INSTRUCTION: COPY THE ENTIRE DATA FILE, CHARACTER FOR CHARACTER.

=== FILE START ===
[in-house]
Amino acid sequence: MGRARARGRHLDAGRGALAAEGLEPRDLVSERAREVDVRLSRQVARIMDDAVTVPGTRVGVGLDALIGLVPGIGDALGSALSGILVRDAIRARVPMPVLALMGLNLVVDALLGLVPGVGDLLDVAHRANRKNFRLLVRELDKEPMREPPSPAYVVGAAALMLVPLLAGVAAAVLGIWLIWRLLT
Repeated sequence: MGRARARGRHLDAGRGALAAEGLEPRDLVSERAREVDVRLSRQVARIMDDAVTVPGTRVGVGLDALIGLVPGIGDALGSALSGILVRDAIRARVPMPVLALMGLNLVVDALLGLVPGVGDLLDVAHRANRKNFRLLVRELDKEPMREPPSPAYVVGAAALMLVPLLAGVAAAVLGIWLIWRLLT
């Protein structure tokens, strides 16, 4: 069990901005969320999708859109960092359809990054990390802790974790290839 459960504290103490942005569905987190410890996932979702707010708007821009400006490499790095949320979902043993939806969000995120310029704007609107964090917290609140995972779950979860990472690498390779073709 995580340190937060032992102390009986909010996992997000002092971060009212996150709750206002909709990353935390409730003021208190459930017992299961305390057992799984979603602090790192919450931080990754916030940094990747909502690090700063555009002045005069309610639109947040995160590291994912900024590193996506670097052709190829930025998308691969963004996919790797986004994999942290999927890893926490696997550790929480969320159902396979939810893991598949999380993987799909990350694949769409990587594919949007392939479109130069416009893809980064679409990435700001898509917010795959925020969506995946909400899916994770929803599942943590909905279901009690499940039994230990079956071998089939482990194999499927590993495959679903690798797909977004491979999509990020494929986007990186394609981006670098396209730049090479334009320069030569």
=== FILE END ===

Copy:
[in-house]
Amino acid sequence: MGRARARGRHLDAGRGALAAEGLEPRDLVSERAREVDVRLSRQVARIMDDAVTVPGTRVGVGLDALIGLVPGIGDALGSALSGILVRDAIRARVPMPVLALMGLNLVVDALLGLVPGVGDLLDVAHRANRKNFRLLVRELDKEPMREPPSPAYVVGAAALMLVPLLAGVAAAVLGIWLIWRLLT
Repeated sequence: MGRARARGRHLDAGRGALAAEGLEPRDLVSERAREVDVRLSRQVARIMDDAVTVPGTRVGVGLDALIGLVPGIGDALGSALSGILVRDAIRARVPMPVLALMGLNLVVDALLGLVPGVGDLLDVAHRANRKNFRLLVRELDKEPMREPPSPAYVVGAAALMLVPLLAGVAAAVLGIWLIWRLLT
């Protein structure tokens, strides 16, 4: 069990901005969320999708859109960092359809990054990390802790974790290839 459960504290103490942005569905987190410890996932979702707010708007821009400006490499790095949320979902043993939806969000995120310029704007609107964090917290609140995972779950979860990472690498390779073709 995580340190937060032992102390009986909010996992997000002092971060009212996150709750206002909709990353935390409730003021208190459930017992299961305390057992799984979603602090790192919450931080990754916030940094990747909502690090700063555009002045005069309610639109947040995160590291994912900024590193996506670097052709190829930025998308691969963004996919790797986004994999942290999927890893926490696997550790929480969320159902396979939810893991598949999380993987799909990350694949769409990587594919949007392939479109130069416009893809980064679409990435700001898509917010795959925020969506995946909400899916994770929803599942943590909905279901009690499940039994230990079956071998089939482990194999499927590993495959679903690798797909977004491979999509990020494929986007990186394609981006670098396209730049090479334009320069030569």